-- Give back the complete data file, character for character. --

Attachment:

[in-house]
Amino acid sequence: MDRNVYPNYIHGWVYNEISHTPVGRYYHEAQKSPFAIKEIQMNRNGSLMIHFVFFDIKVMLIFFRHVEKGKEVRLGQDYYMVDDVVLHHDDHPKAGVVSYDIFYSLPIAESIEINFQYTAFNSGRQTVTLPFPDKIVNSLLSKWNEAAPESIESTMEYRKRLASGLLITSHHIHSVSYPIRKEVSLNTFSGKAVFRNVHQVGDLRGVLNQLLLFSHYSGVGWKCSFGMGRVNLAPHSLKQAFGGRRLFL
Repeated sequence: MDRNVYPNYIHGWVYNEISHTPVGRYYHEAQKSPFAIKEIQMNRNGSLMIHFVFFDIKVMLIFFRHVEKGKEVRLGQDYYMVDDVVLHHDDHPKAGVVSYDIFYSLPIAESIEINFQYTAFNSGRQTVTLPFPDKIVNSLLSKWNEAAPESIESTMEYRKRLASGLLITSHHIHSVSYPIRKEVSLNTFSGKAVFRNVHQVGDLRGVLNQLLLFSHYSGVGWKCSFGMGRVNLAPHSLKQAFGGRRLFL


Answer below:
[in-house]
Amino acid sequence: MDRNVYPNYIHGWVYNEISHTPVGRYYHEAQKSPFAIKEIQMNRNGSLMIHFVFFDIKVMLIFFRHVEKGKEVRLGQDYYMVDDVVLHHDDHPKAGVVSYDIFYSLPIAESIEINFQYTAFNSGRQTVTLPFPDKIVNSLLSKWNEAAPESIESTMEYRKRLASGLLITSHHIHSVSYPIRKEVSLNTFSGKAVFRNVHQVGDLRGVLNQLLLFSHYSGVGWKCSFGMGRVNLAPHSLKQAFGGRRLFL
Repeated sequence: MDRNVYPNYIHGWVYNEISHTPVGRYYHEAQKSPFAIKEIQMNRNGSLMIHFVFFDIKVMLIFFRHVEKGKEVRLGQDYYMVDDVVLHHDDHPKAGVVSYDIFYSLPIAESIEINFQYTAFNSGRQTVTLPFPDKIVNSLLSKWNEAAPESIESTMEYRKRLASGLLITSHHIHSVSYPIRKEVSLNTFSGKAVFRNVHQVGDLRGVLNQLLLFSHYSGVGWKCSFGMGRVNLAPHSLKQAFGGRRLFL